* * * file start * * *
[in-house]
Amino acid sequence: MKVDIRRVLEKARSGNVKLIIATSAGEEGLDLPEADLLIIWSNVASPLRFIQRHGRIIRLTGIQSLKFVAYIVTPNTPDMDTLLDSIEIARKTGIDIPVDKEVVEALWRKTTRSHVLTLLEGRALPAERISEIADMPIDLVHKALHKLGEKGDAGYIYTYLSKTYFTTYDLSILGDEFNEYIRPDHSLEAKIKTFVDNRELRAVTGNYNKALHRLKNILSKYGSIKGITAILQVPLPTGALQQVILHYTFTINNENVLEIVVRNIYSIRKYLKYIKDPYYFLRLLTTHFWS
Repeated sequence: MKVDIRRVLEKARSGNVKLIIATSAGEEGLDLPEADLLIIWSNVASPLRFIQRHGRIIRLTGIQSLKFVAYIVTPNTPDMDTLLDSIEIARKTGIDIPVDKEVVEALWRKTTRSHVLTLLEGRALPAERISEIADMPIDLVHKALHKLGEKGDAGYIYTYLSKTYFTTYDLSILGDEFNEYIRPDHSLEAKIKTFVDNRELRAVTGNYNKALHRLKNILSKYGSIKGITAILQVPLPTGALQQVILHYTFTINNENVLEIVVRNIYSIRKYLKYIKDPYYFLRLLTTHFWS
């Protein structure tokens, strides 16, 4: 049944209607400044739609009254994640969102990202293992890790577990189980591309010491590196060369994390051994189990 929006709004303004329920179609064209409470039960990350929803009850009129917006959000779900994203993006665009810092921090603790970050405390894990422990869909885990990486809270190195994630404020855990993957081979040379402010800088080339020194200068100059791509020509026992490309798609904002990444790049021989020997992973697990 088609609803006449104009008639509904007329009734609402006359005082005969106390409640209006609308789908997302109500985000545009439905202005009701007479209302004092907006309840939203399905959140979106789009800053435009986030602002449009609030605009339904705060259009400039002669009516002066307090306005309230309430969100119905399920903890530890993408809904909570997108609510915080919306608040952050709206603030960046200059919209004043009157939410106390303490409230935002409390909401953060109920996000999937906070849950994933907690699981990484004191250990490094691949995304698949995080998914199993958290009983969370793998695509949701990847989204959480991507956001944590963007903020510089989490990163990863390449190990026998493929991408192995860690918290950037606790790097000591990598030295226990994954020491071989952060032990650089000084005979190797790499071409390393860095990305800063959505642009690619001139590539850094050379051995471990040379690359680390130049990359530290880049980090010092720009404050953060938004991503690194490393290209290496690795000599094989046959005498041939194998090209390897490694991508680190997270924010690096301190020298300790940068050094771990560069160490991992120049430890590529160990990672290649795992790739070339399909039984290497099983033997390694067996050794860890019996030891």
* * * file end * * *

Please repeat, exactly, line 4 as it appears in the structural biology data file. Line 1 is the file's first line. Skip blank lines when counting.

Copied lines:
């Protein structure tokens, strides 16, 4: 049944209607400044739609009254994640969102990202293992890790577990189980591309010491590196060369994390051994189990 929006709004303004329920179609064209409470039960990350929803009850009129917006959000779900994203993006665009810092921090603790970050405390894990422990869909885990990486809270190195994630404020855990993957081979040379402010800088080339020194200068100059791509020509026992490309798609904002990444790049021989020997992973697990 088609609803006449104009008639509904007329009734609402006359005082005969106390409640209006609308789908997302109500985000545009439905202005009701007479209302004092907006309840939203399905959140979106789009800053435009986030602002449009609030605009339904705060259009400039002669009516002066307090306005309230309430969100119905399920903890530890993408809904909570997108609510915080919306608040952050709206603030960046200059919209004043009157939410106390303490409230935002409390909401953060109920996000999937906070849950994933907690699981990484004191250990490094691949995304698949995080998914199993958290009983969370793998695509949701990847989204959480991507956001944590963007903020510089989490990163990863390449190990026998493929991408192995860690918290950037606790790097000591990598030295226990994954020491071989952060032990650089000084005979190797790499071409390393860095990305800063959505642009690619001139590539850094050379051995471990040379690359680390130049990359530290880049980090010092720009404050953060938004991503690194490393290209290496690795000599094989046959005498041939194998090209390897490694991508680190997270924010690096301190020298300790940068050094771990560069160490991992120049430890590529160990990672290649795992790739070339399909039984290497099983033997390694067996050794860890019996030891």